Restaurant publicists are caught between a rock and a hard place. They’re often hired to create media magic—without access to potions or pixie dust. When buzz isn’t buzzing, the restaurateur blames the publicist.
Complaints from both sides are common, but they don’t always spell disaster. We’re offering a truce with advice from PR pros, including Melissa Libby of her namesake agency in Atlanta and Lori Randall of Randall PR in Seattle. Listen and learn from some of the most common issues.
Restaurant Dilemma: Call Yelp, Urban Spoon, Open Table, etc., and have that bad review taken down.
PR Pro Solution: There will always be haters in this world and you can’t please them, so the sooner you stop trying to, the better your world will be. Listen to what people are saying and focus on finding a middle ground that will deliver an overall better customer experience.
Restaurant Dilemma: Why should I be on Twitter? I don’t want to have to tell everyone when I pee.
PR Pro Solution: No one talks about peeing on Twitter. Where did this myth come from? Take part in the conversation by being engaging and interesting in a way that builds your brand.
Restaurant Dilemma: Call the writer and demand a retraction. We are not a one-star restaurant.
PR Pro Solution: But that’s what you got, and there’s nothing factually incorrect. Make the good better and fix the bad.
Restaurant Dilemma: We’re already busy on (insert holiday here), so don’t spend your time on that. Tell the producer we’re not interested.
PR Pro Solution: So you don’t want that TV cooking segment on the midday news? Or to become more familiar with 100,000 viewers?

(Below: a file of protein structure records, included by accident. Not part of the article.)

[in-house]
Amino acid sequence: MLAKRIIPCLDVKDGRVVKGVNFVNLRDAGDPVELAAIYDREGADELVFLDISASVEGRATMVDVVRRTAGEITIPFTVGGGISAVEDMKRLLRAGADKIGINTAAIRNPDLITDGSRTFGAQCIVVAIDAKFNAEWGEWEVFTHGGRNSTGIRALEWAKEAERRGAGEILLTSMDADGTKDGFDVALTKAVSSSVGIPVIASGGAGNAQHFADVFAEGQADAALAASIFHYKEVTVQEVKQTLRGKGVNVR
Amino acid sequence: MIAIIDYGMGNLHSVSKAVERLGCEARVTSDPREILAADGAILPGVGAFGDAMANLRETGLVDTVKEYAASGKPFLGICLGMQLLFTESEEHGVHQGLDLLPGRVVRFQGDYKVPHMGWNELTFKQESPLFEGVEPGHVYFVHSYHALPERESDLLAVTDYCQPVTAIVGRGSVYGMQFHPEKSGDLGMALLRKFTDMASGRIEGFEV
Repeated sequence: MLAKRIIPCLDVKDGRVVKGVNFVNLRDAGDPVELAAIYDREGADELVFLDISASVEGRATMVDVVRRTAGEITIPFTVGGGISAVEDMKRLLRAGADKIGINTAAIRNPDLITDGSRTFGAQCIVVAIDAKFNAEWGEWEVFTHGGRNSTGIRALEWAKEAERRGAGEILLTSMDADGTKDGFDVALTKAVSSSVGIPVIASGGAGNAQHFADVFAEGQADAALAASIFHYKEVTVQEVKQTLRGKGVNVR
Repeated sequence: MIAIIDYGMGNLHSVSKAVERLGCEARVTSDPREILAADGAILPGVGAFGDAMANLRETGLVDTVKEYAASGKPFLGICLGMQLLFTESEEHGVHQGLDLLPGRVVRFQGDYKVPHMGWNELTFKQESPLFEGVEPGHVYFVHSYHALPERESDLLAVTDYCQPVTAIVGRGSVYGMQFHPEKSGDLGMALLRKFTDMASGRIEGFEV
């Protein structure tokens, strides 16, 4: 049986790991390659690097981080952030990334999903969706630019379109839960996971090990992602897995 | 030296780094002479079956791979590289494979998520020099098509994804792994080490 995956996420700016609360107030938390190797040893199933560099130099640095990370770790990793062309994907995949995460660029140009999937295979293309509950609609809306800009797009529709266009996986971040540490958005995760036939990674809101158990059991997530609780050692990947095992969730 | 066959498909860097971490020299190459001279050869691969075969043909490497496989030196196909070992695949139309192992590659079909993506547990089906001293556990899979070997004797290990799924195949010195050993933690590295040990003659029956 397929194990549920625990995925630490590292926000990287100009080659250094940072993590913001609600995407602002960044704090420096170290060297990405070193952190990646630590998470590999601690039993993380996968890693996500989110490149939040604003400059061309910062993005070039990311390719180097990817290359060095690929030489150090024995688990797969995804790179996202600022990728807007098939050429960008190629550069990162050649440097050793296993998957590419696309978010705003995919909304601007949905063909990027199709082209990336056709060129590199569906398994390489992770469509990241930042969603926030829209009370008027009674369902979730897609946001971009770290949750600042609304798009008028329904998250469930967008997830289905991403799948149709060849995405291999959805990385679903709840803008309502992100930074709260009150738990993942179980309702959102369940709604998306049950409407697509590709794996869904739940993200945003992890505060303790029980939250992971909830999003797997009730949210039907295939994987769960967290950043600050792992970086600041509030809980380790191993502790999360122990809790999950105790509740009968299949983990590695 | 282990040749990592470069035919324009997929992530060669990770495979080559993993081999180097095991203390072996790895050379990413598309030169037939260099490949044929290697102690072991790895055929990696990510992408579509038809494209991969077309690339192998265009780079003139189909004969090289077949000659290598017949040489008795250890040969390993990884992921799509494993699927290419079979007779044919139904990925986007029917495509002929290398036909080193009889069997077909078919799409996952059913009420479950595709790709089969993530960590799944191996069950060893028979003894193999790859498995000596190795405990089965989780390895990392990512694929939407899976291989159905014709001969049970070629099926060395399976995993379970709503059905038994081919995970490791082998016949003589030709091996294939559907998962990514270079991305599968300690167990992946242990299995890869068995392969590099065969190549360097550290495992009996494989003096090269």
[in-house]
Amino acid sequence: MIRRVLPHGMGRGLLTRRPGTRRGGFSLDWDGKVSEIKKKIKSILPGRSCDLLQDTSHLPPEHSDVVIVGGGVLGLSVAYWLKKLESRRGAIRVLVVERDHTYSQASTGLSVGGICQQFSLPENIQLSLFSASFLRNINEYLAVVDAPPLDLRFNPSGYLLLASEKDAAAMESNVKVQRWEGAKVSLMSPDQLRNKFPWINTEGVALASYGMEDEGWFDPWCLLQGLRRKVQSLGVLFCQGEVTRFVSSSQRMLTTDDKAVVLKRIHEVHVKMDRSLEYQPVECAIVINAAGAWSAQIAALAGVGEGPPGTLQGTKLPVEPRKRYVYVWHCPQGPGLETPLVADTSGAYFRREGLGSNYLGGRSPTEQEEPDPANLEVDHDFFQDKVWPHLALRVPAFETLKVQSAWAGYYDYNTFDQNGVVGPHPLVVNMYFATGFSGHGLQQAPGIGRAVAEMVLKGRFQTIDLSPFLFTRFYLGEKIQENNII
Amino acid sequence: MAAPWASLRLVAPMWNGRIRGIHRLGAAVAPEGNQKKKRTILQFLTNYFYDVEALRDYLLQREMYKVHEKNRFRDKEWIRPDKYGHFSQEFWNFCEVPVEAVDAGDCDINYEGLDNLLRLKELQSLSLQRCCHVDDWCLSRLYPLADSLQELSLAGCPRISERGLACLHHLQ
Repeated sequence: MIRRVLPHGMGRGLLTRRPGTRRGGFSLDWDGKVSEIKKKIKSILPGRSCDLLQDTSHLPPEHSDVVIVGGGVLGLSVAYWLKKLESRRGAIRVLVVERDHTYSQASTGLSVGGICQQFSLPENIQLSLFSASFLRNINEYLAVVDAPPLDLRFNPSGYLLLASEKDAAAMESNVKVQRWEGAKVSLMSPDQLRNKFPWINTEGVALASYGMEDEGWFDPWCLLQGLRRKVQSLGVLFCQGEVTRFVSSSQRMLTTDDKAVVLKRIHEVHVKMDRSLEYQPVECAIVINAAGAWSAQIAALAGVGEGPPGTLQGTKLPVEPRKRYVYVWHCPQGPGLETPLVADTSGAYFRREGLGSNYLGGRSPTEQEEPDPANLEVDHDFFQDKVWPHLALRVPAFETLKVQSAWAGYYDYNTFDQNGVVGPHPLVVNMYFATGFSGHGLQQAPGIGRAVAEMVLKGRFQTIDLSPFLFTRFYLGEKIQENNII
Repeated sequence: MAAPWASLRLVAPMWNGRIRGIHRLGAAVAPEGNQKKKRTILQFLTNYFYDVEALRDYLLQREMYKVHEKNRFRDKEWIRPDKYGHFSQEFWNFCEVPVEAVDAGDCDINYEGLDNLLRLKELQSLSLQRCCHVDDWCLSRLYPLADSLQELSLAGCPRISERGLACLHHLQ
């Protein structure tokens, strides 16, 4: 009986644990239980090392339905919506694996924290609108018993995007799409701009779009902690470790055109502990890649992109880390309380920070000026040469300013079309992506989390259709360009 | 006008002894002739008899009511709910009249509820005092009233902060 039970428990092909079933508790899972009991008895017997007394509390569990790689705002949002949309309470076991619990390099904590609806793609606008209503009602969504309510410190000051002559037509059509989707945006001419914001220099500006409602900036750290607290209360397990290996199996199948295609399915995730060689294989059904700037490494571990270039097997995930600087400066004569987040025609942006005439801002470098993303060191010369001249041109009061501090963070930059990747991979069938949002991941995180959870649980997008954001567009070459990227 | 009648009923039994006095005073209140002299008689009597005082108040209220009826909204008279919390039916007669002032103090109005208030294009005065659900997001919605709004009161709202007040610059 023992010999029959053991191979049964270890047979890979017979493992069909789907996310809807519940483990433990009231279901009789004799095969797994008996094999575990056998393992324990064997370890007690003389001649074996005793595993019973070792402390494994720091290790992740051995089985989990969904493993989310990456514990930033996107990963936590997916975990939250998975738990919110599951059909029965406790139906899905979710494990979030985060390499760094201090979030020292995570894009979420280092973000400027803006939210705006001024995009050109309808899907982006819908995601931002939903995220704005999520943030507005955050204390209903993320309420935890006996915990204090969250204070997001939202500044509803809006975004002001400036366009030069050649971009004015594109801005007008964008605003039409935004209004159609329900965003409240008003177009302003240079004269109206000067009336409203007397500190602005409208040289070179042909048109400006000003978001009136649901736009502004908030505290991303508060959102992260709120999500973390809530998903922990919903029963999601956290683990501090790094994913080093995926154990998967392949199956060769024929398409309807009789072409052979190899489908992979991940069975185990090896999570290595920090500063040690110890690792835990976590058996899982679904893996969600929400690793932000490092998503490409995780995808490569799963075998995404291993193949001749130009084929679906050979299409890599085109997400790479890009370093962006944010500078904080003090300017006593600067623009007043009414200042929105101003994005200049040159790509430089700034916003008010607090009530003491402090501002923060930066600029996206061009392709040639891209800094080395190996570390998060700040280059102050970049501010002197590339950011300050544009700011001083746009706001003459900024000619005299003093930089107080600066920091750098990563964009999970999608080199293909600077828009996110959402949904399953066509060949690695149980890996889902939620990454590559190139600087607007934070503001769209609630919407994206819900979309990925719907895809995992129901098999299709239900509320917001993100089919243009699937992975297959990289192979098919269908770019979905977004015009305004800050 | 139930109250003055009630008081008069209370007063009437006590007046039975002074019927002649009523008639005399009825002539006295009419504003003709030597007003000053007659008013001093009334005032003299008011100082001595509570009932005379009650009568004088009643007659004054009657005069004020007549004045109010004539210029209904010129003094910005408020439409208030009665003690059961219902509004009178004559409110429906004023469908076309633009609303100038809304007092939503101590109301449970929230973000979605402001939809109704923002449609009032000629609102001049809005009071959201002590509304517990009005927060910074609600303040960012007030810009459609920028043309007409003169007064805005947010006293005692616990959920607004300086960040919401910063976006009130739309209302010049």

Restaurant Dilemma: Why was I left out of that story? I make the best (insert dish here). No one gets me.
PR Pro Solution: Traditional media is no longer the only vehicle to reach your customers. Use social media to build your audience, connecting with other restaurant professionals and journalists on sites like Facebook and Twitter to get your name out to the public.
Restaurant Dilemma: Why am I bothering with social media? It’s ridiculous.
PR Pro Solution: Let’s spend less time telling fans about how great you and your menu are and give them reasons to share your content. Post photos of your latest dish, share special deals with your followers and help promote other people in your community—they’ll be more inclined to help you in turn.
Got a PR or marketing question?
Send them to firstname.lastname@example.org and we’ll have our PR pros take a stab at them in an upcoming issue.
Make sure you articulate specific goals to your publicist and the deliverables are fully understood. Most won't push back on a bad idea so make sure to get a clear point of view. And most of all, listen. You're paying for the advice.